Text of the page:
Is the proposition that a profession, trade or calling a property right that is protected by the constitution absolute?
No. The proposition that “a profession, trade or calling is a property right within the meaning of our constitutional guarantees” is not unqualified. In JMM Promotion and Management, Inc. vs. Court of Appeals, 260 SCRA 319, it was ruled that a profession, trade or calling is a property within the meaning of our constitutional guarantees. One cannot be deprived of the right to work and the right to make a living because these rights are property rights, the arbitrary and unwarranted deprivation of which normally constitutes an actionable wrong.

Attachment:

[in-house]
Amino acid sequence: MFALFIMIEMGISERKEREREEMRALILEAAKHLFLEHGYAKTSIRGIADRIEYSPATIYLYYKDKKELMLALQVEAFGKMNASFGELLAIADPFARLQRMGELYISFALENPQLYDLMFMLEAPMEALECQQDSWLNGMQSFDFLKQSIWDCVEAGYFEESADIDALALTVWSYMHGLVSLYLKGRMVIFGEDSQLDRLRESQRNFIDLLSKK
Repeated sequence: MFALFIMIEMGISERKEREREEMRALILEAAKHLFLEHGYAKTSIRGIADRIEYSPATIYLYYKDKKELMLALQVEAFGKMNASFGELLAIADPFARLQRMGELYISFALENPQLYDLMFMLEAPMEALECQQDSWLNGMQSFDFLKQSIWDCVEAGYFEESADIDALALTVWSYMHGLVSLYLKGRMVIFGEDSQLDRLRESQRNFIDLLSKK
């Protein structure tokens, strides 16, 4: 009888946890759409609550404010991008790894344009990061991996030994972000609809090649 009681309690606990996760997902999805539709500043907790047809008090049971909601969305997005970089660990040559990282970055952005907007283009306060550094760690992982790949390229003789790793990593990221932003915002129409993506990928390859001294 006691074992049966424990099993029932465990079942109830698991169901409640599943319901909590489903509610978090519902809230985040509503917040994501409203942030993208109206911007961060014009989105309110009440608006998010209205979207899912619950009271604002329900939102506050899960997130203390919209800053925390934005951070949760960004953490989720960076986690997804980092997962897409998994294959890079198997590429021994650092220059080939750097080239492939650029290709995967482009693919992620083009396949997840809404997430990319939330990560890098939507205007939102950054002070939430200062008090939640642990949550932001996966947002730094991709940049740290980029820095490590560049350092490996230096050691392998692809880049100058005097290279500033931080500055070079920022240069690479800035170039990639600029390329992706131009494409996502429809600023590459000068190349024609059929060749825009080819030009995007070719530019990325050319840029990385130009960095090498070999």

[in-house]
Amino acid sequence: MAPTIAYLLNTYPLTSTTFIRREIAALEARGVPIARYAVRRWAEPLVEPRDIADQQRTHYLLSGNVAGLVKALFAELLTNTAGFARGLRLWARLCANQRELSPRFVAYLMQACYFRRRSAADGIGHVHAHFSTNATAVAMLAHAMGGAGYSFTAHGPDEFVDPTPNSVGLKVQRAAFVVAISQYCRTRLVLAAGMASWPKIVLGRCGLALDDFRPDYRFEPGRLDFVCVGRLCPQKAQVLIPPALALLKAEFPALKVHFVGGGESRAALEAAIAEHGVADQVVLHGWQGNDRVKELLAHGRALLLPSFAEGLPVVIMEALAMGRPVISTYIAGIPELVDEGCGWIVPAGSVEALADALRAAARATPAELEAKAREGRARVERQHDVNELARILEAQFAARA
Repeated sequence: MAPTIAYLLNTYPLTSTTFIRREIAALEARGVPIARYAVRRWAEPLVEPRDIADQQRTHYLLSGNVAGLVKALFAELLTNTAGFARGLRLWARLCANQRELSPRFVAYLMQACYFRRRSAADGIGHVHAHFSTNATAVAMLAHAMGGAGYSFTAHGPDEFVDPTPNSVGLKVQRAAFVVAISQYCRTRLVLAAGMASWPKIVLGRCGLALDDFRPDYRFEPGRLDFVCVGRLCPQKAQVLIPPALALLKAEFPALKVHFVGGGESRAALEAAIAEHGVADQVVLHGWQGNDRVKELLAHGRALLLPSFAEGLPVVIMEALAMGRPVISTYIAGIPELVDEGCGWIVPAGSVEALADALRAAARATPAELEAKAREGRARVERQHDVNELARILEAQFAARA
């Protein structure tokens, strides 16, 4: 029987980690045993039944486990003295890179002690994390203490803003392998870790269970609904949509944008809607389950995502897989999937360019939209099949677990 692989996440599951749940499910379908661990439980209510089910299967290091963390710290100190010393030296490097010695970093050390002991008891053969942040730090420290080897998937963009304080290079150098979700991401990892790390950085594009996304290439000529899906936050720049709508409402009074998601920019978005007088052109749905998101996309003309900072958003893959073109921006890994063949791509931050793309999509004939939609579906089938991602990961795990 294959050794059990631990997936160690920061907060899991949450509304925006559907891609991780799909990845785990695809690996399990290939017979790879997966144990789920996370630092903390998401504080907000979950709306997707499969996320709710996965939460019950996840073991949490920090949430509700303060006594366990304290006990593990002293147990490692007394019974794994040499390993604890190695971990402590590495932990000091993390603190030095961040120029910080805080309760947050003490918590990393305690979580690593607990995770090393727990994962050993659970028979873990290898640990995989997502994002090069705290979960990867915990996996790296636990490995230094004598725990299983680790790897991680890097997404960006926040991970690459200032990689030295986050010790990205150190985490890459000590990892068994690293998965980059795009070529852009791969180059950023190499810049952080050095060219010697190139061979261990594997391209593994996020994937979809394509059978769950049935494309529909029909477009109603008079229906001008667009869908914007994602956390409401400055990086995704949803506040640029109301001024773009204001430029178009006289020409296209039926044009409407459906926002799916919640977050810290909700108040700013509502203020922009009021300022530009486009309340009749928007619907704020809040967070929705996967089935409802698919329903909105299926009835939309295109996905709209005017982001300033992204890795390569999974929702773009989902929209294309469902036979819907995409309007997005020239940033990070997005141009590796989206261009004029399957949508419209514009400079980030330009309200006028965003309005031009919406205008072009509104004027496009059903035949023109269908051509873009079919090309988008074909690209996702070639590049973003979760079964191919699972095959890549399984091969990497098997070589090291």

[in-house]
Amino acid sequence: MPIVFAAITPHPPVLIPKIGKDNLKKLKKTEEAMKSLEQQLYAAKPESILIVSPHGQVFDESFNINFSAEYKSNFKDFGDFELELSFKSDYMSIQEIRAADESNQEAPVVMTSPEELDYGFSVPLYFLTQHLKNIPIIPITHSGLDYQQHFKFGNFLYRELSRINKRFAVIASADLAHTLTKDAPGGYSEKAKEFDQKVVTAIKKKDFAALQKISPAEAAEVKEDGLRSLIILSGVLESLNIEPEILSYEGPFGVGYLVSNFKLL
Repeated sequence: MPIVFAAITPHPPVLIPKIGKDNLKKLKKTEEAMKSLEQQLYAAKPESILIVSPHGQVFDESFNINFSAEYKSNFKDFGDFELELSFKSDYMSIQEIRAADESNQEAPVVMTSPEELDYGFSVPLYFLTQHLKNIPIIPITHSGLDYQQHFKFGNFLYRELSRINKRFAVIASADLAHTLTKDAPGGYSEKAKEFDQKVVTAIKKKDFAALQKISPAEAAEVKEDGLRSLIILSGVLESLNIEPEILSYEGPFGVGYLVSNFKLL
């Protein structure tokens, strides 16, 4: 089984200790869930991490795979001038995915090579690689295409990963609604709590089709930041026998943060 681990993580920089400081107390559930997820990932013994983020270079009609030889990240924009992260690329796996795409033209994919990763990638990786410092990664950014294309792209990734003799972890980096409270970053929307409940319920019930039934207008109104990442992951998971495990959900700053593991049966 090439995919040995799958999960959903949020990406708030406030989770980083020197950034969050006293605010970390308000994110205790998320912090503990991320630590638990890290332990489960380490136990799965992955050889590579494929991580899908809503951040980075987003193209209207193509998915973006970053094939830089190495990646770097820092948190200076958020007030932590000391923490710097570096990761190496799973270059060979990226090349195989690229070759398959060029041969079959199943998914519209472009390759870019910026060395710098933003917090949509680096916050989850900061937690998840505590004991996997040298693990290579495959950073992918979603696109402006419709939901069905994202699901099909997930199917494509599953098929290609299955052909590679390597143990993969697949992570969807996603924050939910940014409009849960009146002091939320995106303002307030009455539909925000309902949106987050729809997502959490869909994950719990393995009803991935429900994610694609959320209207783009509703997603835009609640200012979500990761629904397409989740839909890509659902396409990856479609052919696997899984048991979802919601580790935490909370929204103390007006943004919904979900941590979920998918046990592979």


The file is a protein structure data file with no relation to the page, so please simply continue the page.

Nevertheless, no right is absolute, and the proper regulation of a profession, calling, business or trade has always been upheld as a legitimate subject of a valid exercise of the police power by the state particularly when their conduct affects either the execution of legitimate governmental functions, the preservation of the State, the public health and welfare and public morals. According to the maxim, sic utere tuo it alienum non laedas, it must of course be within the legitimate range of legislative action to define the mode and manner in which every one may so use his own property so as not to pose injury to himself or others.
In any case, where the liberty curtailed affects at most the rights of property, the permissible scope of regulatory measures is certainly much wider.
Under the foregoing, the perpetual application of Rule 6.03 is clearly a valid and proper regulation. (PCGG vs. SB, et al., supra.).